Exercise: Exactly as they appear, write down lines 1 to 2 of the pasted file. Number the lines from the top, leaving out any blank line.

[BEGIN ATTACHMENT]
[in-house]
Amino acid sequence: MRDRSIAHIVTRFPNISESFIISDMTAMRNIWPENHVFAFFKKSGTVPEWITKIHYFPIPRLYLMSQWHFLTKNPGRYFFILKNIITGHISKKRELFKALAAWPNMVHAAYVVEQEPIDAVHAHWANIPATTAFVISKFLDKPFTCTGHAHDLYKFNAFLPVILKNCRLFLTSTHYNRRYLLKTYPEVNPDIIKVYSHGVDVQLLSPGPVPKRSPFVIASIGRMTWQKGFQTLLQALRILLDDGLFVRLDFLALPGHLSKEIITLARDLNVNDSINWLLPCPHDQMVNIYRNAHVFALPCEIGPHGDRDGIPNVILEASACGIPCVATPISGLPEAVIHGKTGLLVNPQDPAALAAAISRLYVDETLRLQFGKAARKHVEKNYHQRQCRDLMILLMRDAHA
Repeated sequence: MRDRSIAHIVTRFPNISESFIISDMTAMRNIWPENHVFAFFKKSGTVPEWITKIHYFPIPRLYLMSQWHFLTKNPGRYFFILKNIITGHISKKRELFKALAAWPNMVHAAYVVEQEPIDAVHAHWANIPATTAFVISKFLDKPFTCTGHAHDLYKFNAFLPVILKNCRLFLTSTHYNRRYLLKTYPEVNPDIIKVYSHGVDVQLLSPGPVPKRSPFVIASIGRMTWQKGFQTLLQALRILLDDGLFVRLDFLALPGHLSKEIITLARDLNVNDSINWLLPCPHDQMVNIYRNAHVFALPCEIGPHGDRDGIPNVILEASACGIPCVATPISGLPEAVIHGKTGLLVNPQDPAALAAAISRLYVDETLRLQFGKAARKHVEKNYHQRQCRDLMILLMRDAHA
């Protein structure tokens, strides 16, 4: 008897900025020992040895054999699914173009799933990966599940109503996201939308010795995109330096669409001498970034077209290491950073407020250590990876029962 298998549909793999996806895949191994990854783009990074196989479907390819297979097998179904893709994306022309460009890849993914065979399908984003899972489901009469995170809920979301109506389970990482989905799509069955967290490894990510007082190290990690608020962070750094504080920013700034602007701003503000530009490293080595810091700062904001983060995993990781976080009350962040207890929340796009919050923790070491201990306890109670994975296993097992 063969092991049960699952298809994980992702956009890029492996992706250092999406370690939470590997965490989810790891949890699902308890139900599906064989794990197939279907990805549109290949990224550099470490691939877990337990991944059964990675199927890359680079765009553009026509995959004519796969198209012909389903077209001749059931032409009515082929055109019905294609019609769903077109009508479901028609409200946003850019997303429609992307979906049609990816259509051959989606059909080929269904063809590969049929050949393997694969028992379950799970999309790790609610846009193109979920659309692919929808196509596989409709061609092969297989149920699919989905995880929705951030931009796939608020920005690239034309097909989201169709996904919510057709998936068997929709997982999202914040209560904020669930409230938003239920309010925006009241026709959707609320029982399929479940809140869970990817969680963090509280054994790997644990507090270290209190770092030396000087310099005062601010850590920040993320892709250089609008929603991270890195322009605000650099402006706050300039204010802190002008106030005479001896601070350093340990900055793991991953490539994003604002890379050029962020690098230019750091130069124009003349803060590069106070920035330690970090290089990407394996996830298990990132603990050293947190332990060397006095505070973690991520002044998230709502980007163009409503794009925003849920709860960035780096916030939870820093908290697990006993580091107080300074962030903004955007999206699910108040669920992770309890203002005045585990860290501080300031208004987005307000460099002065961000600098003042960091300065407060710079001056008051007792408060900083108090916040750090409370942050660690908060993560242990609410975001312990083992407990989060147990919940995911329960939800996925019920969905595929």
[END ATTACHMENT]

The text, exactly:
[in-house]
Amino acid sequence: MRDRSIAHIVTRFPNISESFIISDMTAMRNIWPENHVFAFFKKSGTVPEWITKIHYFPIPRLYLMSQWHFLTKNPGRYFFILKNIITGHISKKRELFKALAAWPNMVHAAYVVEQEPIDAVHAHWANIPATTAFVISKFLDKPFTCTGHAHDLYKFNAFLPVILKNCRLFLTSTHYNRRYLLKTYPEVNPDIIKVYSHGVDVQLLSPGPVPKRSPFVIASIGRMTWQKGFQTLLQALRILLDDGLFVRLDFLALPGHLSKEIITLARDLNVNDSINWLLPCPHDQMVNIYRNAHVFALPCEIGPHGDRDGIPNVILEASACGIPCVATPISGLPEAVIHGKTGLLVNPQDPAALAAAISRLYVDETLRLQFGKAARKHVEKNYHQRQCRDLMILLMRDAHA